With cattle sales in Manitoba expecting to pick up in the next few weeks as the slow summer season turns into the fall run, prices are looking good.
“(Prices are) pretty darn strong given feed costs are quite high and the dollar’s slowly creeping up, so you’ve got to keep an eye on that. But calves and feeders’ (prices look) really strong,” said Brian Perillat, manager and senior analyst at Canfax.
There were five sales held in Manitoba during the week ended Aug. 24. Many of the cattle markets that didn’t host sales will be returning to their weekly sale schedule in the upcoming weeks.
There was approximately 3,200 cattle sold in Manitoba during the week, compared to the previous week where the three sales sold 1,200 head. According to Perillat, quite a few yearlings have been making their way to market due to the feed shortages caused by dry conditions across the Prairies.
The fed cattle market is starting to see some pressure, according to Perillat. Prices have dropped back to summer lows, which were hit earlier in the year during late June.
“Cows have been under pressure a little bit as of late too. Quite a few cows around, been slaughtering a lot of cows all year long,” he said.
Cattle numbers are down overall across Canada. In the livestock estimates report from Statistics Canada, released on Aug. 23, there were 12.4 million cattle nationally as of July 1. This is down 0.8 per cent from the previous year. Total cattle slaughter numbers rose 6.1 per cent to 1.7 million head for the first six months of the year. Exports of Canadian cattle gained 0.9 per cent to 342,000 head.
“(The report isn’t) really surprising… with the dry conditions (now)…we’re probably going to see the Canadian herd shrink a little bit more, less heifers around and a few less cows,” Perillat said.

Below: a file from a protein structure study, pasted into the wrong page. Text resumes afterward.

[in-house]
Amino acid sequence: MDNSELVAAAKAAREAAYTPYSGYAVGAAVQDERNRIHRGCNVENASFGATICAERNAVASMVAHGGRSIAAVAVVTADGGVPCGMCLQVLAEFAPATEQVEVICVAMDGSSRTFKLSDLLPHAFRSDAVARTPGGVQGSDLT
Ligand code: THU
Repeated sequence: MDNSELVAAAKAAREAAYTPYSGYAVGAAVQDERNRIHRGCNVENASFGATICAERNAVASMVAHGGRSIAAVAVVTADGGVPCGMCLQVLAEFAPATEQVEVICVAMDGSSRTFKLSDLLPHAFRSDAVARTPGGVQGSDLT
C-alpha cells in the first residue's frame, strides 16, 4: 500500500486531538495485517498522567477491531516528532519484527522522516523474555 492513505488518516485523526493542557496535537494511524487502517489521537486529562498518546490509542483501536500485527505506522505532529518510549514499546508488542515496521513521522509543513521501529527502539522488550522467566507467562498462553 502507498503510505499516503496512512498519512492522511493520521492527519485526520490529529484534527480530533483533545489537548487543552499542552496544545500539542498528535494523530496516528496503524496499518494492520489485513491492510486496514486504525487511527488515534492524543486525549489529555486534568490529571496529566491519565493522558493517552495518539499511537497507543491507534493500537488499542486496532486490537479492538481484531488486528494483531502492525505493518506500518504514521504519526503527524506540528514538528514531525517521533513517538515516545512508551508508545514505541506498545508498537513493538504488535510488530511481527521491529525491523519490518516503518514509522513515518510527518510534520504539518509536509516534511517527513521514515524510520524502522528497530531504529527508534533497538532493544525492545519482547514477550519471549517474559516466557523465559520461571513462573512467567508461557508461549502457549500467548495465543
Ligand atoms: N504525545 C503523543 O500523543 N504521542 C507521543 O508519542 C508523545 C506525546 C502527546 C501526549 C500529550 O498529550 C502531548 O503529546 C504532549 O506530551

Heading into October and the fall run Perillat said the market should come under the usual seasonal pressure. However that could be affected this year by the feed shortages, which are causing some producers to sell cattle earlier than usual.
“(The fall run) could be a little bit more challenging this year, just with the bigger volume and if feedlots haven’t been that profitable. The overall higher feed costs usually take a bite out of calf prices,” Perillat said, adding that prices are still looking good for calves currently, as they are sitting at more than C$2 per pound.
Buying interest also should be good for the fall run from both sides of the border. There have been quite a few cattle as of late being bought and sold on both sides of the United States border. Interest in Manitoba should be good, with buyers from Ontario also in the mix.
“We aren’t seeing much of a price spread between Alberta and Manitoba either, just cause there is some decent U.S. demand as of right now anyways that’s keeping these markets well supported,” Perillat said.